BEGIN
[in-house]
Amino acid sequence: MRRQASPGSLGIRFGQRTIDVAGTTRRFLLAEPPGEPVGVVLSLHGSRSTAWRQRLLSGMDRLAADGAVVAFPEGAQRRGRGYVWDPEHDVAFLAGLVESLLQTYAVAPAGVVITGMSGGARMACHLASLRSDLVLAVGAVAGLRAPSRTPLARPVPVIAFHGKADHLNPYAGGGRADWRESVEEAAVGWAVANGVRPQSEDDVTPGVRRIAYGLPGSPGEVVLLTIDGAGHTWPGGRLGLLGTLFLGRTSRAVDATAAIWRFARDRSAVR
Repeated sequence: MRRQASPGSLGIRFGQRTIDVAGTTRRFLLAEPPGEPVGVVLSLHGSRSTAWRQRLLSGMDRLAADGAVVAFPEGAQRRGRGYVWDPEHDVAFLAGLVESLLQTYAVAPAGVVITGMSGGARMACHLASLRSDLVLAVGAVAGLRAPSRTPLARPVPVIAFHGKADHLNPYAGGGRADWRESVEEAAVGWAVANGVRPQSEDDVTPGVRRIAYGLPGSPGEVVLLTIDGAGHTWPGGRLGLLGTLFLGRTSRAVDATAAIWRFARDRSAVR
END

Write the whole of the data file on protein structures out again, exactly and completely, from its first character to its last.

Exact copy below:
[in-house]
Amino acid sequence: MRRQASPGSLGIRFGQRTIDVAGTTRRFLLAEPPGEPVGVVLSLHGSRSTAWRQRLLSGMDRLAADGAVVAFPEGAQRRGRGYVWDPEHDVAFLAGLVESLLQTYAVAPAGVVITGMSGGARMACHLASLRSDLVLAVGAVAGLRAPSRTPLARPVPVIAFHGKADHLNPYAGGGRADWRESVEEAAVGWAVANGVRPQSEDDVTPGVRRIAYGLPGSPGEVVLLTIDGAGHTWPGGRLGLLGTLFLGRTSRAVDATAAIWRFARDRSAVR
Repeated sequence: MRRQASPGSLGIRFGQRTIDVAGTTRRFLLAEPPGEPVGVVLSLHGSRSTAWRQRLLSGMDRLAADGAVVAFPEGAQRRGRGYVWDPEHDVAFLAGLVESLLQTYAVAPAGVVITGMSGGARMACHLASLRSDLVLAVGAVAGLRAPSRTPLARPVPVIAFHGKADHLNPYAGGGRADWRESVEEAAVGWAVANGVRPQSEDDVTPGVRRIAYGLPGSPGEVVLLTIDGAGHTWPGGRLGLLGTLFLGRTSRAVDATAAIWRFARDRSAVR